Exciting discoveries at Accana Mound: 3,250-year-old seal belonging to Hittite prince and Akkadian cuneiform texts discovered

19 November 2021

19 November 2021

A 3250-year-old seal of the Hittite prince and a 3400-year-old cuneiform tablet was found in Accana Höyük (Mound) in the...

19 funerary tombs from Roman times were discovered in Tartus, Syria

27 May 2022

27 May 2022

During search and excavation operations in the archaeological area of Amrit in Tartus, Syria, a joint excavation team from the...

Early Roman Aqueduct Discovered in Turkey’s Aydın Province

27 May 2021

27 May 2021

In the Kuşadasi region of western Turkey’s Aydin, archaeologists and scholars unearthed an approximately 2,000-year-old ancient Roman aqueduct. Experts believe...

Researchers find the earliest record of aurora in old Chinese documents

15 April 2022

15 April 2022

Researchers have found the oldest known reference to a candidate aurora in a celestial event, described in an ancient Chinese...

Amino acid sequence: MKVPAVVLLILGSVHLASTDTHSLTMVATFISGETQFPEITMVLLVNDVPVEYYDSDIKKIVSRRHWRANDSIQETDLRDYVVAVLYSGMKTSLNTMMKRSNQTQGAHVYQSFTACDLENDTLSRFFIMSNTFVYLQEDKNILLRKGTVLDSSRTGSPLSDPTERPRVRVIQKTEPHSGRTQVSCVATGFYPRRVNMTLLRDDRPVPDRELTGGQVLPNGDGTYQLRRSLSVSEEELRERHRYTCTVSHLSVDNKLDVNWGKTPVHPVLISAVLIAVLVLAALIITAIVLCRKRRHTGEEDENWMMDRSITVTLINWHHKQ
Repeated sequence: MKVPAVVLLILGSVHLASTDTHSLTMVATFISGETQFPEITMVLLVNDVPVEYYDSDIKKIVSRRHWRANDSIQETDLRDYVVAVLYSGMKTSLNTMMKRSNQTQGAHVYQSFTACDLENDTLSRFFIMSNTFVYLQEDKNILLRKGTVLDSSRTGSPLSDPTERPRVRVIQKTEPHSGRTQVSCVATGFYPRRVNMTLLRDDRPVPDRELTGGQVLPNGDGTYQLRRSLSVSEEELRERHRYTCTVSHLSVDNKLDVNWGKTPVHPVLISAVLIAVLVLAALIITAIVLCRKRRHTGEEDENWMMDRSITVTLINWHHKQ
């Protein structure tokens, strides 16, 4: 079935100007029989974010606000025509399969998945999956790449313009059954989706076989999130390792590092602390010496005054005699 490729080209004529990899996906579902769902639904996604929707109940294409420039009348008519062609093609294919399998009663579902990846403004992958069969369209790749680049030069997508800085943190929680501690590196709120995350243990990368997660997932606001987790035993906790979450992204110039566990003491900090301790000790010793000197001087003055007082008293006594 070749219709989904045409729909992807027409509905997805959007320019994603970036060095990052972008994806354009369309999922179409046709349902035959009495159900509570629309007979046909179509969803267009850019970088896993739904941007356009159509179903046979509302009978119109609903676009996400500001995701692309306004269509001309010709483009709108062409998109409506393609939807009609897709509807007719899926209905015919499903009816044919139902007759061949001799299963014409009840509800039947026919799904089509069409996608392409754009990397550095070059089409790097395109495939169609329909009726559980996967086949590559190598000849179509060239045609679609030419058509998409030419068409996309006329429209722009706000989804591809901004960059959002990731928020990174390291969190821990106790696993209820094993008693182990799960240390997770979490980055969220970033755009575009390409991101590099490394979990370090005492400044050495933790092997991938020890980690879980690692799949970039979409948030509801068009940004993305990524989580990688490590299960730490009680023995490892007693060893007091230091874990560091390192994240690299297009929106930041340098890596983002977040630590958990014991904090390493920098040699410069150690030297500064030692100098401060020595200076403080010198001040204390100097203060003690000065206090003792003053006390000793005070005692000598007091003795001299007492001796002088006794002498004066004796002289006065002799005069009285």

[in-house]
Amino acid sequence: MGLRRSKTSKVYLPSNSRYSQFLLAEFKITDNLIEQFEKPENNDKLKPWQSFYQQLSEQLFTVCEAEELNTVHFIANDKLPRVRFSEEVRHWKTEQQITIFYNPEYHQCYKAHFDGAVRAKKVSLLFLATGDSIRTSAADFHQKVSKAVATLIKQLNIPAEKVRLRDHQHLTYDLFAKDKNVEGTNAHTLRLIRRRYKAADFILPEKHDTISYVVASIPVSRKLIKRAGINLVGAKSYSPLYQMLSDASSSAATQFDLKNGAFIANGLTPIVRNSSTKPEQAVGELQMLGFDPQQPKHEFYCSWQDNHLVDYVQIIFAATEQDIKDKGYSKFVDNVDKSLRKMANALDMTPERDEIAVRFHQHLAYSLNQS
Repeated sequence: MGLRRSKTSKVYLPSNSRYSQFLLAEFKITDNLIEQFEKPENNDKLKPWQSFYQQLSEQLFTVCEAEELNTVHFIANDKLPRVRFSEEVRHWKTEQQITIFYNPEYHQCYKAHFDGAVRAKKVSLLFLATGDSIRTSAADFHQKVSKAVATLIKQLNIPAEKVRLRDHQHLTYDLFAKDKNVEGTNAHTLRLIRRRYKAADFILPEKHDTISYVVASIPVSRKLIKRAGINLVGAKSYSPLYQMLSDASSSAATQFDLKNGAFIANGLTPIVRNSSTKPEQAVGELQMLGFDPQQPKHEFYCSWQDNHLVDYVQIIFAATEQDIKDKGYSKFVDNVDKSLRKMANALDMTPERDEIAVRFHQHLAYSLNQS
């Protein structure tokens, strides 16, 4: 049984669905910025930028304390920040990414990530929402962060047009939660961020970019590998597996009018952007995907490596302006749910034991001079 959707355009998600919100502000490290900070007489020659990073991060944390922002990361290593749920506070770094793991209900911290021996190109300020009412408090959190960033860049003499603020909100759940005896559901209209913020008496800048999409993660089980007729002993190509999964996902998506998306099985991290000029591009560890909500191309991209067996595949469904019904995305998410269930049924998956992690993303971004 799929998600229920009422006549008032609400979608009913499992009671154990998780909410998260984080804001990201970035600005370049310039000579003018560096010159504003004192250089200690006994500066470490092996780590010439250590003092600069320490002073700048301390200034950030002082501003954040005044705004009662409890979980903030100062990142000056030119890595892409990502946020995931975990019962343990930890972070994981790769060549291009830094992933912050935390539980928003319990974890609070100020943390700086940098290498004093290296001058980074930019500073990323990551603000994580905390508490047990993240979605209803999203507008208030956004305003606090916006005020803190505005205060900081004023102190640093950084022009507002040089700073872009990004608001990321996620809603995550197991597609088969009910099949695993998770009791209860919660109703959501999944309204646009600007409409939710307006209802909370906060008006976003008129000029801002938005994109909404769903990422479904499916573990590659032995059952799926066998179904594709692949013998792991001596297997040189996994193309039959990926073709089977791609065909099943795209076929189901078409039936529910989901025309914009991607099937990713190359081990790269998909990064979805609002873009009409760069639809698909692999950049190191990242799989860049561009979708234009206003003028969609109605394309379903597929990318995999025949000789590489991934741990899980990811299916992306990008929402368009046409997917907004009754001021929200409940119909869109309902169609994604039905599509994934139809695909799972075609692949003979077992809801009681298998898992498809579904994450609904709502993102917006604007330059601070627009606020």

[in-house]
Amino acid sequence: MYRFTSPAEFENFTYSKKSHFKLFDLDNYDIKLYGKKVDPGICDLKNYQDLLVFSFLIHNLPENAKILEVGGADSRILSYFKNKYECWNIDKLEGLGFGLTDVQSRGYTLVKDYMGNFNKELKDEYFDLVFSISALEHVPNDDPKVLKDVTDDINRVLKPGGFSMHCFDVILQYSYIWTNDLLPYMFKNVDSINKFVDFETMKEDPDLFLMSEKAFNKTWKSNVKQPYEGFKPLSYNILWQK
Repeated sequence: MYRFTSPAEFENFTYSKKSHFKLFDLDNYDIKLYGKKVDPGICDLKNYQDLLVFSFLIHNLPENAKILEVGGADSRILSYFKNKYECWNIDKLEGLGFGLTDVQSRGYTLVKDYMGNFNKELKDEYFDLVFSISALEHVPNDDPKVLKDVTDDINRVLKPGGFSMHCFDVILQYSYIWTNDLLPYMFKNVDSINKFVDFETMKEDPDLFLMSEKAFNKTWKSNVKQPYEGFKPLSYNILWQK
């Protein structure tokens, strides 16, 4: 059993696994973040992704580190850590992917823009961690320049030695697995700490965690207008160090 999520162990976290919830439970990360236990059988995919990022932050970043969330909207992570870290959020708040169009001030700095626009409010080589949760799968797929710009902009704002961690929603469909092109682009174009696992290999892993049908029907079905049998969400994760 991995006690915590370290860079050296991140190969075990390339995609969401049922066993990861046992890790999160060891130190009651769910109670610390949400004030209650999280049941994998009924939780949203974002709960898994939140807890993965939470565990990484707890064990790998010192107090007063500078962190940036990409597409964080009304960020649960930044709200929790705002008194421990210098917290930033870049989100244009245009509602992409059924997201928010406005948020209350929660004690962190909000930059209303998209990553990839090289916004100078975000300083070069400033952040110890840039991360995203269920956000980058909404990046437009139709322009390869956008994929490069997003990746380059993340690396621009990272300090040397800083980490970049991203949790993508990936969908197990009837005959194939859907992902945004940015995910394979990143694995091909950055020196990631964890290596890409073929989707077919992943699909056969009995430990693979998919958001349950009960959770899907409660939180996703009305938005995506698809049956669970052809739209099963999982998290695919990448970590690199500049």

On the beach of Herculaneum, a victim of the Vesuvius explosion was discovered with his bag

4 December 2021

4 December 2021

Archaeologists released haunting images Wednesday of the skeletal remains of a man buried by the eruption of Mount Vesuvius in...

1419-year-old Islamic inscription found in Saudi Arabia

13 June 2022

13 June 2022

Saudi Arabia has announced a new archaeological discovery in Makkah. The Islamic inscription found dates back 1419 years to the...

A new study shows that the cave paintings at Cueva Ardales are the work of Neanderthals

21 August 2021

21 August 2021